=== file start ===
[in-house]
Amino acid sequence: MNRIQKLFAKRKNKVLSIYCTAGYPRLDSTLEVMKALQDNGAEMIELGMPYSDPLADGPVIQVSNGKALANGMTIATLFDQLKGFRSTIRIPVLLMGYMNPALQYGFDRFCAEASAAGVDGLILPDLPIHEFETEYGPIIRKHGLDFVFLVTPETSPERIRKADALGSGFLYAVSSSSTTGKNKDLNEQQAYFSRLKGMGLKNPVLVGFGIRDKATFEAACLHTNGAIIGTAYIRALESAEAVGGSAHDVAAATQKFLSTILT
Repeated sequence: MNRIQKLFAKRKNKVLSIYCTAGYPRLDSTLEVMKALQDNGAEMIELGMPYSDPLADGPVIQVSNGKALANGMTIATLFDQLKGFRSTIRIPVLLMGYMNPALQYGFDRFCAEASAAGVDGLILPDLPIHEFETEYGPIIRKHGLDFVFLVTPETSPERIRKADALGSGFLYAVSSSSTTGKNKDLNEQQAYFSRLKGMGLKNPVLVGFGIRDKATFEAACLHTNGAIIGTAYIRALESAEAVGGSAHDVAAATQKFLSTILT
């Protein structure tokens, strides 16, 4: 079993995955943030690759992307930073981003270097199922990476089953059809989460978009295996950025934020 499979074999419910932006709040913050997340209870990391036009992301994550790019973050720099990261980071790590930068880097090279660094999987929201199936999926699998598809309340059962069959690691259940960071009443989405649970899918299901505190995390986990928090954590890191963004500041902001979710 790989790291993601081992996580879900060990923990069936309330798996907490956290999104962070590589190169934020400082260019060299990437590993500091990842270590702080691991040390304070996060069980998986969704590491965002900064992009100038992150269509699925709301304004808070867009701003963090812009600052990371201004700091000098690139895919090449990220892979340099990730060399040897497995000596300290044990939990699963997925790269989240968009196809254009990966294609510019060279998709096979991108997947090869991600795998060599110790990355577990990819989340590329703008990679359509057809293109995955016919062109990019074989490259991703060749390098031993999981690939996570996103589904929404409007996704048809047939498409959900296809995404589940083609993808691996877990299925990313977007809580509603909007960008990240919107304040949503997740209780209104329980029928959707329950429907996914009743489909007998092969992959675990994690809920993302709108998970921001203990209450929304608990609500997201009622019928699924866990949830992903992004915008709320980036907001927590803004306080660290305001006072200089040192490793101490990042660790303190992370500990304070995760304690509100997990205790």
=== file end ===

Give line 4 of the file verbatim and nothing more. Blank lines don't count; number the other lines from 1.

């Protein structure tokens, strides 16, 4: 079993995955943030690759992307930073981003270097199922990476089953059809989460978009295996950025934020 499979074999419910932006709040913050997340209870990391036009992301994550790019973050720099990261980071790590930068880097090279660094999987929201199936999926699998598809309340059962069959690691259940960071009443989405649970899918299901505190995390986990928090954590890191963004500041902001979710 790989790291993601081992996580879900060990923990069936309330798996907490956290999104962070590589190169934020400082260019060299990437590993500091990842270590702080691991040390304070996060069980998986969704590491965002900064992009100038992150269509699925709301304004808070867009701003963090812009600052990371201004700091000098690139895919090449990220892979340099990730060399040897497995000596300290044990939990699963997925790269989240968009196809254009990966294609510019060279998709096979991108997947090869991600795998060599110790990355577990990819989340590329703008990679359509057809293109995955016919062109990019074989490259991703060749390098031993999981690939996570996103589904929404409007996704048809047939498409959900296809995404589940083609993808691996877990299925990313977007809580509603909007960008990240919107304040949503997740209780209104329980029928959707329950429907996914009743489909007998092969992959675990994690809920993302709108998970921001203990209450929304608990609500997201009622019928699924866990949830992903992004915008709320980036907001927590803004306080660290305001006072200089040192490793101490990042660790303190992370500990304070995760304690509100997990205790």